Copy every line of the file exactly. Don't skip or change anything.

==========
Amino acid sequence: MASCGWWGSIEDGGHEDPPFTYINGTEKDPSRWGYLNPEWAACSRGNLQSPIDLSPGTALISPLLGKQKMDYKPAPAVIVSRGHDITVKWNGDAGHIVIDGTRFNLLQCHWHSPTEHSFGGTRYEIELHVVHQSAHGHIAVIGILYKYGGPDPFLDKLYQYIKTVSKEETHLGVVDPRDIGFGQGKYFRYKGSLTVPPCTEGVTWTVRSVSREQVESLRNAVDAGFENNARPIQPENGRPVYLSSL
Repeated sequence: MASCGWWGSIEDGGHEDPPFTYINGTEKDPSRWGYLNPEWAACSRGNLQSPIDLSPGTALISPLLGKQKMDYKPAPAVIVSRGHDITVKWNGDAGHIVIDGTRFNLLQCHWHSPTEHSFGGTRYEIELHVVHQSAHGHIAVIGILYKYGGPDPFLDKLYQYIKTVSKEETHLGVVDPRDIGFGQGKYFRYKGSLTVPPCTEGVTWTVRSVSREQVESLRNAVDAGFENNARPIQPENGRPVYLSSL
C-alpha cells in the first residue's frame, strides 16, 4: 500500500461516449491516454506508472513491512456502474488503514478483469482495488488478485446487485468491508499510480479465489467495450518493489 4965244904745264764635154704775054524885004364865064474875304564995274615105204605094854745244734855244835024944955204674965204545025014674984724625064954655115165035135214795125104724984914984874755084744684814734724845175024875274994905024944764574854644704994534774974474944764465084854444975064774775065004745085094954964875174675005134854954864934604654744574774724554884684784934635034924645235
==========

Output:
Amino acid sequence: MASCGWWGSIEDGGHEDPPFTYINGTEKDPSRWGYLNPEWAACSRGNLQSPIDLSPGTALISPLLGKQKMDYKPAPAVIVSRGHDITVKWNGDAGHIVIDGTRFNLLQCHWHSPTEHSFGGTRYEIELHVVHQSAHGHIAVIGILYKYGGPDPFLDKLYQYIKTVSKEETHLGVVDPRDIGFGQGKYFRYKGSLTVPPCTEGVTWTVRSVSREQVESLRNAVDAGFENNARPIQPENGRPVYLSSL
Repeated sequence: MASCGWWGSIEDGGHEDPPFTYINGTEKDPSRWGYLNPEWAACSRGNLQSPIDLSPGTALISPLLGKQKMDYKPAPAVIVSRGHDITVKWNGDAGHIVIDGTRFNLLQCHWHSPTEHSFGGTRYEIELHVVHQSAHGHIAVIGILYKYGGPDPFLDKLYQYIKTVSKEETHLGVVDPRDIGFGQGKYFRYKGSLTVPPCTEGVTWTVRSVSREQVESLRNAVDAGFENNARPIQPENGRPVYLSSL
C-alpha cells in the first residue's frame, strides 16, 4: 500500500461516449491516454506508472513491512456502474488503514478483469482495488488478485446487485468491508499510480479465489467495450518493489 4965244904745264764635154704775054524885004364865064474875304564995274615105204605094854745244734855244835024944955204674965204545025014674984724625064954655115165035135214795125104724984914984874755084744684814734724845175024875274994905024944764574854644704994534774974474944764465084854444975064774775065004745085094954964875174675005134854954864934604654744574774724554884684784934635034924645235